Can I keep my jewelry if I file for bankruptcy in Washington?

Learn which bankruptcy exemptions you can use to keep rings, watches, necklaces, bracelets, earrings, and other jewelry in a Washington bankruptcy.

Related Ads

Need Professional Help? Talk to a Lawyer

Enter Your Zip Code to Connect with a Lawyer Serving Your Area

searchbox small

Whether you can keep jewelry, watches, and wedding rings in Washington depends on what type of bankruptcy you file (Chapter 7 or Chapter 13), whether you use the Washington or federal bankruptcy exemptions, how much the jewelry is worth, and whether you need to protect other assets as well. 

The Washington exemptions allow you to keep jewelry up to $3,500. If an item of jewelry is an heirloom or keepsake, you may be able to keep it regardless of value. Finally, you can apply Washington’s $3,000 wildcard exemption to your jewelry. The federal bankruptcy exemptions are less generous when it comes to the jewelry exemption. But if you don’t have a home to protect, the federal wildcard exemption is large – close to $23,000.

Keeping Jewelry in Chapter 13 Bankruptcy in Washington

In Chapter 13 bankruptcy, often called a reorganization bankruptcy, you enter into a repayment plan for three to five years. Your creditors get paid through the plan – some in full and some in part. Although a Chapter 13 plan requires a long commitment, the advantage is that you get to keep your property, including jewelry.  

If you have very expensive jewelry however, that will probably affect how much you will be required to repay unsecured creditors.

Keeping Jewelry in Chapter 7 Bankruptcy in Washington

Chapter 7 bankruptcy works differently. In Chapter 7, you must give up certain items of property. The bankruptcy trustee sells this property and uses the proceeds to repay (at least in part) your unsecured creditors. 

Washington Bankruptcy Exemptions

Not all of your property is up for grabs, however. Washington has enacted laws that protect certain types of property. These laws are called exemptions. Some property is exempt no matter what the value, and other property is exempt only up to a dollar amount. The idea behind exemptions is that someone filing for bankruptcy should not be stripped of basic things needed for living – like shelter, clothing, furniture, a car, and the like. (Learn more about how bankruptcy exemptions work.)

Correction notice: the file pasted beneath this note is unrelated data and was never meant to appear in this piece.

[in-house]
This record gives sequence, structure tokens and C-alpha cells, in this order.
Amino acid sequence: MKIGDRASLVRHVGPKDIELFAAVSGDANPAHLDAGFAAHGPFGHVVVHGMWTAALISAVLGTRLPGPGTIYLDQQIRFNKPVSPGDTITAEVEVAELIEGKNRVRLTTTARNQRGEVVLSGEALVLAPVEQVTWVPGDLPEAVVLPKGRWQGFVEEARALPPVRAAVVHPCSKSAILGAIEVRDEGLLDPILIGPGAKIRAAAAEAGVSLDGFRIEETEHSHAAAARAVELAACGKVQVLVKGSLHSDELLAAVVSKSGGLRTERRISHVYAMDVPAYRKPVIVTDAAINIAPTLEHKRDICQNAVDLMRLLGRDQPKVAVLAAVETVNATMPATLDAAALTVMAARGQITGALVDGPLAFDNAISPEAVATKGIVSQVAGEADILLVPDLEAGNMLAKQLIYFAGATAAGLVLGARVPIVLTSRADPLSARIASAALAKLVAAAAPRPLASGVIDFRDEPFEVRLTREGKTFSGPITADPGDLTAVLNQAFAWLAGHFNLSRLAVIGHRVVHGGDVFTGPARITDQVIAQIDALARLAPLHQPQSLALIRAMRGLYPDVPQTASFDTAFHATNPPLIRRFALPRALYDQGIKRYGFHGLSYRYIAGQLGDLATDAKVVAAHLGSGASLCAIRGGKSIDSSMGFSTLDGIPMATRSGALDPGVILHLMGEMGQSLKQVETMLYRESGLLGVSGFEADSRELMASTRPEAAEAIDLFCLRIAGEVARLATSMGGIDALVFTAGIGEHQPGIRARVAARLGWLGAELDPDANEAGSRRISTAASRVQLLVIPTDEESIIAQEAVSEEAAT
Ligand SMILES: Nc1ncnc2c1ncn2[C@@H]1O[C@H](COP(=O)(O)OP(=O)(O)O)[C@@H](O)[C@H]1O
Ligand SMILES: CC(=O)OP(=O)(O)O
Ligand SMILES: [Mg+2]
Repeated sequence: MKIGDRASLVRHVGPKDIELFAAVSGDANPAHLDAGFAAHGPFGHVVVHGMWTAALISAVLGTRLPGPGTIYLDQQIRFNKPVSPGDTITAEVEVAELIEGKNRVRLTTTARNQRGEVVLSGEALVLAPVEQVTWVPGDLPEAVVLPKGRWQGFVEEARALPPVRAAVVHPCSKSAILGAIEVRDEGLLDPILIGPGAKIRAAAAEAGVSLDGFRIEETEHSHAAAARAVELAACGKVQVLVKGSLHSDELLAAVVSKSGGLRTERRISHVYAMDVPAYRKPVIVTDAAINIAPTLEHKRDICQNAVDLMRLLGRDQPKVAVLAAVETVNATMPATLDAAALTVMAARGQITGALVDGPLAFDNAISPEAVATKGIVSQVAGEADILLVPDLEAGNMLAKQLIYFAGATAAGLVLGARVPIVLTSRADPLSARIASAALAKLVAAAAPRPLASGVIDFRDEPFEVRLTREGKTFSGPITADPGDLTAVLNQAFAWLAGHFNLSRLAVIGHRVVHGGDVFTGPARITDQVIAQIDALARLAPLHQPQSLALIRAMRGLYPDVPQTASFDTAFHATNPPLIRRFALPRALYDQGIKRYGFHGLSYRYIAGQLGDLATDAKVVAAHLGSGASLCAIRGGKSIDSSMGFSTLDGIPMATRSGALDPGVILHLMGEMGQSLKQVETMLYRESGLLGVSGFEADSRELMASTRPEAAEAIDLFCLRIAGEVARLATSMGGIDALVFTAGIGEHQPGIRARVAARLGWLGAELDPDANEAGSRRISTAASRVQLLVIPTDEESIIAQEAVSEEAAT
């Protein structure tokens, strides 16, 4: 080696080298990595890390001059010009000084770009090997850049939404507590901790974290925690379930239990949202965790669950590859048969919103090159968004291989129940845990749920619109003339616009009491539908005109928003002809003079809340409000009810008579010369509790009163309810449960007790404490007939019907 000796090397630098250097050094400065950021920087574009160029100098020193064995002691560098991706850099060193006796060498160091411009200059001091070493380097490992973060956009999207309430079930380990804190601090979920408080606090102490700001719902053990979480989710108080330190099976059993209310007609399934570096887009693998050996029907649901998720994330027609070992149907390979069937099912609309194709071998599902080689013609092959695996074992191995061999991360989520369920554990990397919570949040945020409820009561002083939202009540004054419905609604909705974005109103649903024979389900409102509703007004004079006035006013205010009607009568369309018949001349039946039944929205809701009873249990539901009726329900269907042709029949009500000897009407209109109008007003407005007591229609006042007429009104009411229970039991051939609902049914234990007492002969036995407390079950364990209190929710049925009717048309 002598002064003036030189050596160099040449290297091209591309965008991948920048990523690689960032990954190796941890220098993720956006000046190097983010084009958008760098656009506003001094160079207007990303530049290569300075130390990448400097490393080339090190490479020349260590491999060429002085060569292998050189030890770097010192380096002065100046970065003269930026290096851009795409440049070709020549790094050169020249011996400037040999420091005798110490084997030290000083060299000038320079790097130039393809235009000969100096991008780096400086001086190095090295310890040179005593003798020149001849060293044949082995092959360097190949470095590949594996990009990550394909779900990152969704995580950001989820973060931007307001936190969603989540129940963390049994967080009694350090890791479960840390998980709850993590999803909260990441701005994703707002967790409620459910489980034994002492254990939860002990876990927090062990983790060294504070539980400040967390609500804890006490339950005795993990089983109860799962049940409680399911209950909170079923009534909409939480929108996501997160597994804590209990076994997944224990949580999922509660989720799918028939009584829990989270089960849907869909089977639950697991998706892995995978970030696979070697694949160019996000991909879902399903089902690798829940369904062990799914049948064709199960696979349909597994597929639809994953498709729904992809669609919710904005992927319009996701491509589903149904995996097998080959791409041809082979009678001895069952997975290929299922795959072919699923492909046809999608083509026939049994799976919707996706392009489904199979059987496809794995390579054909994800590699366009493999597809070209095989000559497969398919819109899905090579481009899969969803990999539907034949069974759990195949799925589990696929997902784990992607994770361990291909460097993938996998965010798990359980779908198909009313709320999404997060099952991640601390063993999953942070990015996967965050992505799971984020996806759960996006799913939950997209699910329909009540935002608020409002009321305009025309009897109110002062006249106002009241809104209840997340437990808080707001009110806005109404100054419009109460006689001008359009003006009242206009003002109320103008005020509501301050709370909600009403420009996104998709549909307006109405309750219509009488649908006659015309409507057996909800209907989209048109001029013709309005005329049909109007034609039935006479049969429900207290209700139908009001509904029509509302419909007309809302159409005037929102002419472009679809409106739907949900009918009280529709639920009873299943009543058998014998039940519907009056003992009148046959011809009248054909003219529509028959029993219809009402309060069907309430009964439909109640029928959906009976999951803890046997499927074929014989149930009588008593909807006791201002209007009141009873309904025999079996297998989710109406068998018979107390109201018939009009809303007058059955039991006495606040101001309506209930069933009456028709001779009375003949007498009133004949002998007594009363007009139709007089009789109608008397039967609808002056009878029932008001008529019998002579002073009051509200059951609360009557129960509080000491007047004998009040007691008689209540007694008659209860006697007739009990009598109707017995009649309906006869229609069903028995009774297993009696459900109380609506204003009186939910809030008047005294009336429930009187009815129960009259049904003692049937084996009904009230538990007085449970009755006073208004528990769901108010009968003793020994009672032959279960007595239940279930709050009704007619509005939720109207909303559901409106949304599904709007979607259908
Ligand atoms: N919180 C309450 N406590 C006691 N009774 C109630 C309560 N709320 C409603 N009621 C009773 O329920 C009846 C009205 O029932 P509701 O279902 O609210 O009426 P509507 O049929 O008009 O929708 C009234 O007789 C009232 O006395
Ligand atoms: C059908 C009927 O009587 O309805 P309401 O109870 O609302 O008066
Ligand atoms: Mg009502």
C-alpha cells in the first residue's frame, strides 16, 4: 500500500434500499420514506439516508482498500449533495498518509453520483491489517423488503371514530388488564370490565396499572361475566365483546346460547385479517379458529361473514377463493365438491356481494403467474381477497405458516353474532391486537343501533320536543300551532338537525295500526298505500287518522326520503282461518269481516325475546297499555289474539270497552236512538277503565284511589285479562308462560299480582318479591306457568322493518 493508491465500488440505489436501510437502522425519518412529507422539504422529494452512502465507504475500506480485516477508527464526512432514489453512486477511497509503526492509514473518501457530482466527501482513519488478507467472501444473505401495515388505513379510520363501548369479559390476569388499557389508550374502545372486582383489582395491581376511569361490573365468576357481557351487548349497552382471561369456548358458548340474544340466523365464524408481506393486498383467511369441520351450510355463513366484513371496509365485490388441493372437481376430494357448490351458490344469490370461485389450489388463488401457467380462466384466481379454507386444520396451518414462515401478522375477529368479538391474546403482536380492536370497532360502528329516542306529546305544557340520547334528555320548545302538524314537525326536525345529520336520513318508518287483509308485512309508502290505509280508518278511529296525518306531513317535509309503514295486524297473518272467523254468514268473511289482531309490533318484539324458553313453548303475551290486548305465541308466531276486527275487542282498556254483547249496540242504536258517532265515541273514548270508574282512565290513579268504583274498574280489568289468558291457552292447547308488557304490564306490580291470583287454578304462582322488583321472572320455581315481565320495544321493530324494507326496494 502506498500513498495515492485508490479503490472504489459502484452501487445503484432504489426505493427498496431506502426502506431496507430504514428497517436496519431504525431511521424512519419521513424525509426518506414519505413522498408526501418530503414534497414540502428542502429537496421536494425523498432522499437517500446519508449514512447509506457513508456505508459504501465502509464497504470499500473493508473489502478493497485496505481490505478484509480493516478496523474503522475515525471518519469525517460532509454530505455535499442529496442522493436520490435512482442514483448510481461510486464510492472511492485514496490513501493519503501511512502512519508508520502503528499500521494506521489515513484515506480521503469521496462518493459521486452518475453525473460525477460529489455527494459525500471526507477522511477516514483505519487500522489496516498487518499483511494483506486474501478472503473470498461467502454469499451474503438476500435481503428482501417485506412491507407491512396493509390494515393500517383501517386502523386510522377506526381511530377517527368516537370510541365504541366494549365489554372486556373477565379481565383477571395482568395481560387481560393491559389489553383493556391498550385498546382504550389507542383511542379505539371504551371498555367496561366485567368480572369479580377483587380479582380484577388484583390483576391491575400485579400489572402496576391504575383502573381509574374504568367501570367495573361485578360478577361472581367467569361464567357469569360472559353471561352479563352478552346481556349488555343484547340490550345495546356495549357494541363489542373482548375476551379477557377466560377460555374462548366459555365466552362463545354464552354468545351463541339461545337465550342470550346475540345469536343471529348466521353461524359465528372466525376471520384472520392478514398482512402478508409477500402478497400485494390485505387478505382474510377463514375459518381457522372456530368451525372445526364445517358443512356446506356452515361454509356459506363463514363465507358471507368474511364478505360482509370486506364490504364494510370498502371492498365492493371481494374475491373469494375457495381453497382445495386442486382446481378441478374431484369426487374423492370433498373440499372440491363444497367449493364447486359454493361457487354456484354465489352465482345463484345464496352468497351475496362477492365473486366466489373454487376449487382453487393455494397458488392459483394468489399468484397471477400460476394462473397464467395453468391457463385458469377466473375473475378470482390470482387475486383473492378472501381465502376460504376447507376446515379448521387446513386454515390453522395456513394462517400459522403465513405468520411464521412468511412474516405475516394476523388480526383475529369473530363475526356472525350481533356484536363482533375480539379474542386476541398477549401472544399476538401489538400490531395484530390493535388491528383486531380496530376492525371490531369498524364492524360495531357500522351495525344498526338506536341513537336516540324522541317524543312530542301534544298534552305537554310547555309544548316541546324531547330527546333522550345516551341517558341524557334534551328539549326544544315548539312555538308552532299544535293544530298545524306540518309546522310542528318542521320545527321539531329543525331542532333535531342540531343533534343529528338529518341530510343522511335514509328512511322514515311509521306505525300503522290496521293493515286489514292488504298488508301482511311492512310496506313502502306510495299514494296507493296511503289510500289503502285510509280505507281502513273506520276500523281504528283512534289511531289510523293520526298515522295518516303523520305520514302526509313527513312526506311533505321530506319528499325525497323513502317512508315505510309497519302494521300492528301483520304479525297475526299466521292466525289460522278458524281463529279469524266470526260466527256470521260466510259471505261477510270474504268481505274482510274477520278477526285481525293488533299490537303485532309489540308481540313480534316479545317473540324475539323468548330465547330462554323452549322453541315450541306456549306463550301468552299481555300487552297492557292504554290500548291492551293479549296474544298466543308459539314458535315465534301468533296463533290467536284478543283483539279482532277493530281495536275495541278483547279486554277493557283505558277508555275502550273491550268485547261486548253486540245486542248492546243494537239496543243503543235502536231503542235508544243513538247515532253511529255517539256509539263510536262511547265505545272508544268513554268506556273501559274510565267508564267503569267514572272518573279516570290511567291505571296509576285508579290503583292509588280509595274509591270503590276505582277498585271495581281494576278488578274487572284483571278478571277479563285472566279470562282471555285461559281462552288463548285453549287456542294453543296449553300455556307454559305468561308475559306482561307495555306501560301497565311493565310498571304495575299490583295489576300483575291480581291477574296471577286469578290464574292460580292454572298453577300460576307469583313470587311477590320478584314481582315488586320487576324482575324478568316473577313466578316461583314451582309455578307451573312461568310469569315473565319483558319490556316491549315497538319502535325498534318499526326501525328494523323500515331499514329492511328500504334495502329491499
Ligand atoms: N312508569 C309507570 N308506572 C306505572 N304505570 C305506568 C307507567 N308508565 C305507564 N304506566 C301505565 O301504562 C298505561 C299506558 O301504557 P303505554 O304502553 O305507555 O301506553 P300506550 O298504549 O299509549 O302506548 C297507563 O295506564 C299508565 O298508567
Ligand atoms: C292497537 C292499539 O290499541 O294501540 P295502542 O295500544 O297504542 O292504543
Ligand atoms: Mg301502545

In Washington, you can choose to use either the Washington bankruptcy exemptions or another set of exemptions called the federal bankruptcy exemptions (17 other states and the District of Columbia also allow you to use the federal exemptions). Whichever set you choose, you must stick with it -- you cannot mix and match from each set. For this reason, it’s important to review all of the exemptions in each system. You wouldn’t want to pick one system in order to keep jewelry, only to lose your house. (Review the Washington bankruptcy exemptions and the federal bankruptcy exemptions.) 

Keeping Jewelry If You Use the Federal Bankruptcy Exemptions

There are several provisions of the federal bankruptcy exemption system that you can use to keep your jewelry. If you are married and filing a joint bankruptcy, you can double these amounts.

Jewelry exemption. You can keep up to $1,550 of your jewelry.

Wildcard exemption. You can keep up to $1,225 of any type of property, including your jewelry. If you don’t want to use the wildcard to protect other property, you can put the full $1,225 towards your jewelry.

Unused homestead exemption.  If you don’t use the homestead exemption, or only use part of it, you can use up to $11,500 of the remaining amount for anything you want, including your jewelry. The federal homestead exemption is $22,975. 

Keeping Jewelry If You Use the Washington Bankruptcy Exemptions 

In Washington, you can use the following exemptions to protect jewelry. If you are married and filing a joint bankruptcy you can double these amounts.

Clothing and jewelry exemption. The Washington exemptions allow you and your family members to keep all of your wearing apparel. But any one individual cannot exempt more than $3,500 worth of furs, jewelry, and other personal ornaments. Wash. Rev. Code Ann. § 6.15.010(1)(a).

Keepsake exemption. Washington has another exemption that allows you to keep all family pictures and keepsakes, to an unlimited value. Wash. Rev. Code Ann. § 6.15.010(1)(b). It’s possible you could keep an item of jewelry that is a keepsake or family heirloom under this exemption.

Wildcard exemption. Washington has a wildcard exemption which allows you to keep an additional $3,000 worth of any type of personal property. Wash. Rev. Code Ann. § 6.15.010(1)(c)(ii). You can use some or all of this exemption to protect jewelry.

How to Value Jewelry in Bankruptcy

The value of your jewelry for exemption purposes is the amount you would have to pay to replace each item with a used item of similar age and in similar condition.  There are various methods of determining the replacement value, but for expensive jewelry you will almost always need an appraisal. (Learn more about how to value personal property in bankruptcy.) 

Other Ways to Keep Jewelry in a Washington Bankruptcy

If you want to keep nonexempt items of jewelry, the trustee may accept other items of exempt property in exchange for the jewelry. The trustee would then sell these items instead of your jewelry to repay your creditors.

Similarly, if you have some cash, you may be able to reimburse the bankruptcy trustee for the value of the jewelry you want to keep. Again, the trustee would use this money (instead of selling the jewelry) to repay unsecured creditors.

by: , J.D.

Talk to a Bankruptcy Lawyer

Start here to find bankruptcy lawyers near you.
HOW IT WORKS
how it works 1
Briefly tell us about your case
how it works 2
Provide your contact information
how it works 1
Choose attorneys to contact you
LA-NOLO4:DRU.1.6.2.20140813.27175